The ad does not cite the source of that figure, and Sandy Weinel, development project engineer in the Oconee County Planning Department, told me today the county does not have figures of the number of residential lots approved each year.
By working with records I have and those in the Planning Department Office, I came up with an estimate that is just higher than that of Wiedower.
From Jan. 1 of 2005, when Horton joined the Commission, until the end of 2012, when he stepped down, the county rezoned just less than 2,300 residential lots, by my count.
The vast majority of those–1,844–were in 2005 and 2006.
Horton and Jim Luke ran as anti-fast growth advocates in the 2004 election for the Board of Commissioners and worked in the first years of their first terms to slow growth in the county.
One of the primary advocates of the fast growth–and of the master plan developments that were a key part of it–was Ken Beall of Beall, Gonnsen and Co., a land planning firm.
In October of 2003, the Board of Commissioners approved the rezone of 443 acres on U.S. 78 near the Apalachee River for Westland, which contained 430 residential lots in a master plan development.
In December of 2004, just before Horton joined the Commission, that body approved the rezone of 500 acres between Hog Mountain Road and Mars Hill Road for another MPD. That development, called Parkside, included 810 residential lots.
Beall, Gonnsen and Company represented both developers in the rezone requests before the Commission.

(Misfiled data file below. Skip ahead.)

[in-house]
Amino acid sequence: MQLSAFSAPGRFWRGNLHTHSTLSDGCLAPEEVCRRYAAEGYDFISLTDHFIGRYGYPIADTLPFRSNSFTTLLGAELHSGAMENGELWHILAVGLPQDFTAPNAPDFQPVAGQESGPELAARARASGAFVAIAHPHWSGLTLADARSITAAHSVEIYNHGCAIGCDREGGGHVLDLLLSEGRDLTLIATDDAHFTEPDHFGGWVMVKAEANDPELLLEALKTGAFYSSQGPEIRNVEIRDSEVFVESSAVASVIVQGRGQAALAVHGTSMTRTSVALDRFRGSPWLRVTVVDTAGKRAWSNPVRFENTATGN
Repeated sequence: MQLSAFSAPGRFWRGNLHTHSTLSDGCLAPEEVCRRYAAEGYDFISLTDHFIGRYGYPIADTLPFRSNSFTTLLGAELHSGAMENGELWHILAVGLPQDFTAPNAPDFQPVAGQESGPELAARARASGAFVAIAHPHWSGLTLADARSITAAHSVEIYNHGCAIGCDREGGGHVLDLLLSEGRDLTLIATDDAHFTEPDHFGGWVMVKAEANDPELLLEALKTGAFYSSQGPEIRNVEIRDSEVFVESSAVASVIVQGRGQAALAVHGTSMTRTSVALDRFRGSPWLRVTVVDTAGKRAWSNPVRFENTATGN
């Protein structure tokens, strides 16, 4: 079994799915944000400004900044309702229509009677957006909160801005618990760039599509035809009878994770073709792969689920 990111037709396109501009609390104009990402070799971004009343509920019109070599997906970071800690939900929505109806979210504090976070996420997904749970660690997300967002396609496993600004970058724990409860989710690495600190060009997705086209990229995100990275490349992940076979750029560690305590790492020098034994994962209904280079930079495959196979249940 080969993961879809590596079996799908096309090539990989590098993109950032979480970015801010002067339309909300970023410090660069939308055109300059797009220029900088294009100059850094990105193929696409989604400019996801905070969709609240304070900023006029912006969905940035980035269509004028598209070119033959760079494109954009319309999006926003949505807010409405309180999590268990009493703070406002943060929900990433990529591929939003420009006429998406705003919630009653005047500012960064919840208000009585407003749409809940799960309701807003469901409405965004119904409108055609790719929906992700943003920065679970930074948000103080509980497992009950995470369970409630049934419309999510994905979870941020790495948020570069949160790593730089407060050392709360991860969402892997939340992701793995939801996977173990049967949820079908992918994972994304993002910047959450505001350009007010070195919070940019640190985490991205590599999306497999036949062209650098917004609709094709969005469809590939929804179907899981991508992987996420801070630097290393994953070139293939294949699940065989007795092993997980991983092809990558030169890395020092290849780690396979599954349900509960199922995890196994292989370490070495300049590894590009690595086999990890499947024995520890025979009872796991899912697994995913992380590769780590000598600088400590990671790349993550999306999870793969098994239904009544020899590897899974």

Wiedower worked for Beall, Gonnsen and Company from March of 1999 to July of 2005.
Legacy Of MPDs
Both Westland and Parkside are dormant, with the former up for sale.
These are the largest residential projects zoned by the county and truly are a threat to the school district should they develop quickly.
Because they are intensive developments with shared green space and limited lot sizes, they both require sewage treatment capacity that the county at present does not have.
The possibility that these and other dormant MPDs largely approved before 2005 could come on line is driving the effort by the county to increase quickly the treatment capability of its Calls Creek wastewater treatment plant.
The proposed and controversial sewer line down Calls Creek is an outgrowth of those plans.
Attempts At Contact
I did not receive either of the campaign fliers mailed from Wiedower’s Watkinsville P.O. Box, but I heard about them from others.
I received a scanned copy of the attack advertisement last night and contacted Bridges for his response.